Use the same scale all the time. Do not compare how much you weigh on
different scales. What’s important is that you take a baseline
measurement and monitor your progress from there.
yourself once a week or twice a month on the same day. If you weigh
yourself every day, you may become frustrated because weight can swing
two to three pounds up or down due to fluid changes. For example, if
you eat a lot of salty food, you retain more water. If you catch a stomach
bug, you lose a lot of water from going to the bathroom more often than
usual. You get a more realistic picture of your weight loss if you weigh
once a week.
not weigh yourself several times a day. It makes no sense and can lead
to scale neurosis.
you weigh yourself at night and in the morning, don’t be surprised
to see that you have lost between two to three pounds. This is due to
evaporation of sweat and minute water droplets in your exhalation while
you were sleeping. One cup of water equals half a pound.
first thing in the morning without any clothes or with minimal clothing
after using the toilet and before eating or drinking anything.
weigh the lightest when you first wake up. You are also at your tallest
height because gravity hasn’t had a chance to compress your spine.
women become bloated before and during their period. Don’t bother
weighing yourself at these times unless you enjoy being depressed.
most accurate scale is the type your doctor uses. However, make sure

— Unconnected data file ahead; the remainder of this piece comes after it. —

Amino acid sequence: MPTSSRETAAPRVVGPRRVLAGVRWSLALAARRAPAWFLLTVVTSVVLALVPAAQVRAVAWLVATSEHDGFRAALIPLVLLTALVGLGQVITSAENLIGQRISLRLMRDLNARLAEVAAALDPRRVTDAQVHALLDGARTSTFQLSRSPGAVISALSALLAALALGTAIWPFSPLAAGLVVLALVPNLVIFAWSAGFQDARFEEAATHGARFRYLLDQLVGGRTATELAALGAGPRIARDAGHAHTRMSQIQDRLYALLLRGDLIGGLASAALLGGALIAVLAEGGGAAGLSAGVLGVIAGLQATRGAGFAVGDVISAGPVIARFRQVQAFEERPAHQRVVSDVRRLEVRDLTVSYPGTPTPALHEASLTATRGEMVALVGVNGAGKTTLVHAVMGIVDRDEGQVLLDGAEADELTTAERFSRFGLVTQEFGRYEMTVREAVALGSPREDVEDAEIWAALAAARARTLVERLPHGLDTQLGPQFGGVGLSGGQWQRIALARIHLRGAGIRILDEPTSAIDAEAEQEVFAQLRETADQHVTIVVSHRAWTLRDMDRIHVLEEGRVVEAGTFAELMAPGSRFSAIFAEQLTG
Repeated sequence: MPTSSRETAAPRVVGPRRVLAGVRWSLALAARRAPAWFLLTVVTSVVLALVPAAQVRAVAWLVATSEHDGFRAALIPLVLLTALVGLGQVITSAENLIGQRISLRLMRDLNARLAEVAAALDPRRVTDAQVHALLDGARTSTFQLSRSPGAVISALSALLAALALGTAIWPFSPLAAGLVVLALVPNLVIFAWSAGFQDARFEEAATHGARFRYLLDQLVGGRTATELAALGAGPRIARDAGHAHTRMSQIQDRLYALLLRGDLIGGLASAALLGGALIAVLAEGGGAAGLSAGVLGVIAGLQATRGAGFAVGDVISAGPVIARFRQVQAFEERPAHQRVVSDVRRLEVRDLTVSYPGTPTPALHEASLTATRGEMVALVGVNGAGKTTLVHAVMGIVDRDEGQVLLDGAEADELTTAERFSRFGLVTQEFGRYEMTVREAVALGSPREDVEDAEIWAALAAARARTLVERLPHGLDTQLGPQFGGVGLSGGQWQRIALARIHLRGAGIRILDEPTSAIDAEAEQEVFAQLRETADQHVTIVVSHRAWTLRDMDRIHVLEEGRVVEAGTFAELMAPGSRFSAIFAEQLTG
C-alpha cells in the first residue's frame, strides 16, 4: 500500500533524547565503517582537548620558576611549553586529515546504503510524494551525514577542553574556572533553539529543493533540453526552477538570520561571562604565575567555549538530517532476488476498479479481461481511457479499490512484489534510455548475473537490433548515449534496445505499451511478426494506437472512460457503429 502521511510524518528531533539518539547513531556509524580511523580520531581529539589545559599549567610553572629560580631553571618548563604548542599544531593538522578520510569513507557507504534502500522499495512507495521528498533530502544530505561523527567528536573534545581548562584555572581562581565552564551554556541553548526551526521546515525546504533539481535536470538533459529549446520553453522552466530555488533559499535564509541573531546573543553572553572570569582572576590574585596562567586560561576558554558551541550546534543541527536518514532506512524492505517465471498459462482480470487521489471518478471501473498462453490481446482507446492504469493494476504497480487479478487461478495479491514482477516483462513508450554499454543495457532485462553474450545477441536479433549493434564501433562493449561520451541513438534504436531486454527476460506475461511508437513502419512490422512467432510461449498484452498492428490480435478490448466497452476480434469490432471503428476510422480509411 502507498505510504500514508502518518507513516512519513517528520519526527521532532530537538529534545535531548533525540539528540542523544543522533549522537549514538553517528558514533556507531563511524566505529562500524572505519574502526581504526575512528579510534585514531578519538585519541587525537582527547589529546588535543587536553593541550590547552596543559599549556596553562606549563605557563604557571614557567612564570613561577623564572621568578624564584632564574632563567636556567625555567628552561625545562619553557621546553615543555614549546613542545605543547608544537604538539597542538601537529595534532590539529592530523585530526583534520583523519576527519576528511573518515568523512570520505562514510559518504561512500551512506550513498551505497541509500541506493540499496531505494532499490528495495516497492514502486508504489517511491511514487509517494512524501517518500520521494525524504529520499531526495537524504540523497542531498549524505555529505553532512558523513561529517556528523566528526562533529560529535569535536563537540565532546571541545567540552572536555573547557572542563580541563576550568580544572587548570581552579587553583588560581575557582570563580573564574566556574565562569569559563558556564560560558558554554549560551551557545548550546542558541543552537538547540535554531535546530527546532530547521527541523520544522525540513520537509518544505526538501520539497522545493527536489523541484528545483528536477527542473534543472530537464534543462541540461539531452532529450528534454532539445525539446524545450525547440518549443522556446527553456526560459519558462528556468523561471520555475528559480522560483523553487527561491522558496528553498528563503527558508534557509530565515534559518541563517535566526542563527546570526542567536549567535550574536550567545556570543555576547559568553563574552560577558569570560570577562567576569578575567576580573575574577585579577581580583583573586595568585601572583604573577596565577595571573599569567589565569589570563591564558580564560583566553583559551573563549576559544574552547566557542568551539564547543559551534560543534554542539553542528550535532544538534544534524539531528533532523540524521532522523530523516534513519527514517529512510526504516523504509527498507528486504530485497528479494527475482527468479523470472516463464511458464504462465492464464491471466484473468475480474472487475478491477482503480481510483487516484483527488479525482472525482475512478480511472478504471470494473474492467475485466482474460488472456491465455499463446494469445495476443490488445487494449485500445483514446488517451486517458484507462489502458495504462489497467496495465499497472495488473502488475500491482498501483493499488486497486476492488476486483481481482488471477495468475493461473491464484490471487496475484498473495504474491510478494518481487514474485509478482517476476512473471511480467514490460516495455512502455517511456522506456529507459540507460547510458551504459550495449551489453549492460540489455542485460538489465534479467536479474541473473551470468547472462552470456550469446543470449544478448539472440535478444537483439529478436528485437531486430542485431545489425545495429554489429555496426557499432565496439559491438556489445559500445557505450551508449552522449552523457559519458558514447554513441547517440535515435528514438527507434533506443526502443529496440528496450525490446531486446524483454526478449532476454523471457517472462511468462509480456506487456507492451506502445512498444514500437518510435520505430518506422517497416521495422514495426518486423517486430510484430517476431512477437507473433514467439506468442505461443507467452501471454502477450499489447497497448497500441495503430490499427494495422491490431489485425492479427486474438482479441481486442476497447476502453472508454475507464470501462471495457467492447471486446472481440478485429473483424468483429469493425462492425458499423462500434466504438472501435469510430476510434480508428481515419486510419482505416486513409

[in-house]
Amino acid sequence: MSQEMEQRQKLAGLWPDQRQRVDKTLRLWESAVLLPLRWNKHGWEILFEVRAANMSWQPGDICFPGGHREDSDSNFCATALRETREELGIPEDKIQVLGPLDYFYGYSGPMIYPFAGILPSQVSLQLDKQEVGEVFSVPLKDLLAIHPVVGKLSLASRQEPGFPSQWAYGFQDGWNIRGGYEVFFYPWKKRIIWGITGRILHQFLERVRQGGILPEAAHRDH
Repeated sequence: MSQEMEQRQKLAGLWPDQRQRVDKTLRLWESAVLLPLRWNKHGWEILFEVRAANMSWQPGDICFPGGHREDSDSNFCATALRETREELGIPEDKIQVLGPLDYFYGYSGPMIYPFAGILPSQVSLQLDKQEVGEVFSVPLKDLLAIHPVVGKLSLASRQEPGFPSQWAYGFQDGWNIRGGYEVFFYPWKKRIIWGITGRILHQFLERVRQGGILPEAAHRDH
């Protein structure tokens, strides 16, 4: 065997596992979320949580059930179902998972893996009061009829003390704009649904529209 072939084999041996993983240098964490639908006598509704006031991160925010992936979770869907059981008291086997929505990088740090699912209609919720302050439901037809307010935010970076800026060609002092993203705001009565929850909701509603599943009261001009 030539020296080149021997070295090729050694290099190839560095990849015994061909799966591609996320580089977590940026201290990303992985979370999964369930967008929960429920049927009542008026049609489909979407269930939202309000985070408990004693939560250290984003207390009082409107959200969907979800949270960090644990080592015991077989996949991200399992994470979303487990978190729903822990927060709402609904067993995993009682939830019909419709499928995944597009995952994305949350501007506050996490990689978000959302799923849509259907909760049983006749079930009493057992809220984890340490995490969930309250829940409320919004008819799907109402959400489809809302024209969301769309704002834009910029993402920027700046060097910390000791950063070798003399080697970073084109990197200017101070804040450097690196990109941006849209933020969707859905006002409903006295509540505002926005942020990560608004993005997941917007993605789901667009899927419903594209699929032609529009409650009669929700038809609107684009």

the scale is calibrated from time to time.
scale should be set on an even surface. Avoid using a scale on carpet,
which can distort the results by four percent.
become obsessed with the scale. When you exercise regularly, it’s
not uncommon to be a size smaller but to weigh more than you think you
should. This is why weighing yourself should not be the only method
Use a nylon tape. Cloth tape measures tend to stretch and become distorted
The tape should be snug and lay comfortably flat. Avoid pulling in to
get a smaller measurement.
Measure yourself once or twice a month right after weighing on the scale.
Your measurements also change during the day as you accumulate more
fluid from eating and drinking.
Do not measure yourself before or during your period to avoid getting
a “bloated” measurement.
Take your chest and waist measurements as you exhale normally. You are
only fooling yourself by cheating with a forced exaggerated exhalation.
Chest: Measure at the nipple line.
Waist: Measure at the smallest portion. People store their fat in different
ways so look for the smallest part of the torso and take your measurement
there even if your belly button seems strangely out of place.
Hips: Measure at the widest part across your buttocks.
Arms: Three inches above elbow or around the widest part.
Thighs: Measure at the largest part of the curve of your inner thighs.
Calves: Four inches below the knee or around the widest part.
The most practical way to measure yourself is the way your clothes fit.
A tight pair of jeans or a leather belt are good evidence of weight
gain or loss. After I gained 50 pounds with my second child, my favorite
jeans were the best and most satisfying gauge of my weight-loss progress.
At first, I couldn't even get the jeans past my thighs. Little by little,
I was able to slip them up my hips, zip up without turning blue, and
eventually, wear them comfortably.